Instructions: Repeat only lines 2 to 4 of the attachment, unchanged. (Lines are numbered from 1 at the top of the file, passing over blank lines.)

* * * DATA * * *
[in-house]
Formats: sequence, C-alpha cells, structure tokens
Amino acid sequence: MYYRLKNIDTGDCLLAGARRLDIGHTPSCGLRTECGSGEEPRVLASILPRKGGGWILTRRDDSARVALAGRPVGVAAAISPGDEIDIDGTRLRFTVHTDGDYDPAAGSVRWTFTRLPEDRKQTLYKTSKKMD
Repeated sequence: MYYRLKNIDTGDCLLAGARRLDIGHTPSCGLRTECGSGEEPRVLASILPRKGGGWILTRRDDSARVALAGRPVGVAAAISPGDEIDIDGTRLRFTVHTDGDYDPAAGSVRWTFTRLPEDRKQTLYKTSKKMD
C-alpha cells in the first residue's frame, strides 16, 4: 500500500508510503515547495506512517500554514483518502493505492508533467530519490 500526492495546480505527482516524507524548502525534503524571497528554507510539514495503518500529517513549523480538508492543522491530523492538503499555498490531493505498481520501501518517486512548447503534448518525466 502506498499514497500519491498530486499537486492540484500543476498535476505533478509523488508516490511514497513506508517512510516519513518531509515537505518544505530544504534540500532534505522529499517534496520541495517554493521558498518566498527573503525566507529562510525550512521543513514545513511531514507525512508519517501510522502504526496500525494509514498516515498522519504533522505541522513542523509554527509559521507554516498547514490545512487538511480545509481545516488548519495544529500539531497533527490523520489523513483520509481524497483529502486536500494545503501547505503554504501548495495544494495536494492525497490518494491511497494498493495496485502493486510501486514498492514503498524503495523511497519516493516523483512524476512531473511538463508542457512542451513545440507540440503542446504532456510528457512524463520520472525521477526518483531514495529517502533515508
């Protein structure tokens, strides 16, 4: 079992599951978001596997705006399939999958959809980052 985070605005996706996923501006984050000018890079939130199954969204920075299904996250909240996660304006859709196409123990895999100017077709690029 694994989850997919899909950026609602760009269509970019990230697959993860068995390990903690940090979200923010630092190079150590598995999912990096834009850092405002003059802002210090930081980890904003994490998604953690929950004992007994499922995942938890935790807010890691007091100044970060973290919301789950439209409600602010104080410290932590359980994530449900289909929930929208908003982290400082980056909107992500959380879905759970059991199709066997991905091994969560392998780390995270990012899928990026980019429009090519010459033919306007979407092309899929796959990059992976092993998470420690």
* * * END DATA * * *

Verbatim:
Formats: sequence, C-alpha cells, structure tokens
Amino acid sequence: MYYRLKNIDTGDCLLAGARRLDIGHTPSCGLRTECGSGEEPRVLASILPRKGGGWILTRRDDSARVALAGRPVGVAAAISPGDEIDIDGTRLRFTVHTDGDYDPAAGSVRWTFTRLPEDRKQTLYKTSKKMD
Repeated sequence: MYYRLKNIDTGDCLLAGARRLDIGHTPSCGLRTECGSGEEPRVLASILPRKGGGWILTRRDDSARVALAGRPVGVAAAISPGDEIDIDGTRLRFTVHTDGDYDPAAGSVRWTFTRLPEDRKQTLYKTSKKMD